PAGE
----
University of Arizona professor Michael Shueller is much more interested in Godzilla. Specifically, Shueller is intrigued by the historical and political ramifications of the first Godzilla movies.
Maybe it's something like playing a Kiss record backwards.
Anyway, Shueller's talk at Borders Books and Music also will touch on aspects of the more contemporary releases of movies starring the impressive if destructive creature.
The fun and informative lecture begins at 11 a.m. Saturday at Borders, 5870 E. Broadway Blvd. Part of a UA history department lecture series, it's free. For more information, call 584-0111.
MARKET WATCH. It happens every Sunday and if you haven't been in a while, you owe it to yourself to check out the Tucson Farmers Market.
The list of vendors is a who's who of healthy eaters.
Steve and Mounty Brown of La Oesta Garden, for example, offer a variety of vegetables grown right here in Tucson. Because Mounty is originally from Laos, many of her vegetables are exotics from Southeast Asia.
If meat's more your thing, check out Karen's Grassland Meats. Karen Riggs raises Brangus beef the old-fashioned way. She doesn't feed her cattle grain. Nor does she inject them with antibiotics or hormones. Taste the results.
Jesse and Danielle Barnes drive to Tucson each weekend from their home in Casa Grande with a harvest of tomatoes, asparagus, Brussels sprouts, onions, potatoes and melons. Oh, and salsa and jams.
Get your carbs at the stand run by John and Nancy McKearney of Village Bakehouse. The couple studied the bakery business in Europe before moving to Tucson. Their bread uses a natural starter as opposed to a commercial yeast. The baking process takes 10 hours, start to finish.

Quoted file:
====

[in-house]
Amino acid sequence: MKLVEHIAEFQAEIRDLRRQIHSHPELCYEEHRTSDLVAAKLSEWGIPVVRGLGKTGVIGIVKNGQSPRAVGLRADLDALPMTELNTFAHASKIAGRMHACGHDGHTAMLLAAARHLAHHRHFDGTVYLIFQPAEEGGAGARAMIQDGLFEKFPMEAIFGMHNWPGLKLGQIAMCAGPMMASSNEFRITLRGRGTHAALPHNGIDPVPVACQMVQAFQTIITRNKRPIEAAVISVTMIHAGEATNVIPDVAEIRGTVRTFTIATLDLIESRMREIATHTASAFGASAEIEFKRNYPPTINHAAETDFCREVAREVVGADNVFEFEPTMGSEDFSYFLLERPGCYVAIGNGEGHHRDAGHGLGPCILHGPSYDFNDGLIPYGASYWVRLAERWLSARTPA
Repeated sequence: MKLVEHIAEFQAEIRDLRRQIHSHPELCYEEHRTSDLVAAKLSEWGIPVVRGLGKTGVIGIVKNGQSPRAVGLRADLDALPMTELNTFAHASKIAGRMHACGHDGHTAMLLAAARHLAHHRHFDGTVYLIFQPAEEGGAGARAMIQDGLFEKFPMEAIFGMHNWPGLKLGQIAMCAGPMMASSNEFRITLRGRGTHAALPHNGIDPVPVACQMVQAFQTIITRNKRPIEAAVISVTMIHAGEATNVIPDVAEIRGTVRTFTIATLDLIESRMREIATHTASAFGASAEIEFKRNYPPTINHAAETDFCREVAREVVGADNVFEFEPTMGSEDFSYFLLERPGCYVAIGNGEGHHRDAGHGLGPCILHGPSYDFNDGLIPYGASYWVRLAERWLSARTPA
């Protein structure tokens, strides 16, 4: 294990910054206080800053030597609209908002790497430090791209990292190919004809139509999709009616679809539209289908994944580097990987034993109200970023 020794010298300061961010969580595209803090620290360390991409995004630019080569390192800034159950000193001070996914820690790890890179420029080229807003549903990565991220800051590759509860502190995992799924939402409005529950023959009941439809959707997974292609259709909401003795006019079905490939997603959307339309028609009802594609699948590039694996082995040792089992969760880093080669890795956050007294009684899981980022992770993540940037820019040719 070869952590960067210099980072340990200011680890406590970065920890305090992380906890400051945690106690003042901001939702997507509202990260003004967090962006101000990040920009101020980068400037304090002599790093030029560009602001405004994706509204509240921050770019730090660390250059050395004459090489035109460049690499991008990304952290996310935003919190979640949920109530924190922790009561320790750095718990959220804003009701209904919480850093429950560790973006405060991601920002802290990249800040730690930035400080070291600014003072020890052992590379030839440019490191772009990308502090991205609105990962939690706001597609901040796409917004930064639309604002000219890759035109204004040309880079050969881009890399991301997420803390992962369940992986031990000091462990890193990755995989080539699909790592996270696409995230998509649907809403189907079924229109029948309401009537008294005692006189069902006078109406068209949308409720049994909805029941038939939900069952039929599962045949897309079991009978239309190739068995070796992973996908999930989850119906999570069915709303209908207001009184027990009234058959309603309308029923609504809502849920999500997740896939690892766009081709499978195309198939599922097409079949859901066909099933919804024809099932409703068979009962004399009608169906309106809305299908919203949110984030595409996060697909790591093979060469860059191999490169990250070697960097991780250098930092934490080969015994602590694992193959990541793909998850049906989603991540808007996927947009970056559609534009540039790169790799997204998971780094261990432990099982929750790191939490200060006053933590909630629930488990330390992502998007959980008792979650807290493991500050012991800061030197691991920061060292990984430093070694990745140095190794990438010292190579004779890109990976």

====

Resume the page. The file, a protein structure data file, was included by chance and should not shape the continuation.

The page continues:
Round out your fresh and healthful meal with a cup of tea. Maya Chai Tea provides a selection of exotic teas usually found only in India.
The market is 9 a.m. to 2 p.m. every Sunday in St. Philip's Plaza, at the southeast corner of Campbell Avenue and River Road.
COWBOY COLLECTION. Grab your hat and boots and amble over to Tohono Chul Park, where Saddle Bit and Rope runs through March 25.
The exhibition of tools and trades of the old Southwest features fine handmade cowboy gear as well as photographic portraits of cowboys and ranchers of the region and majestic views of the land they worked.
The photos, taken by Carter Allen, include short biographies of each of his subjects. The work provides a fascinating character study of 20th-century ranch life.
Complementing Allen's art, Bob Sharp's color Cibachrome landscape photos of the region expose its exquisite beauty. For more than 100 years, Sharp's family owned the San Rafael Ranch along the Mexican border, the last division of the Greene Cattle Company established by Sharp's grandfather, Colonel Greene.
The exhibition is open 9:30 a.m. to 5 p.m. daily, except Sunday, when the hours are 11 a.m. to 5 p.m.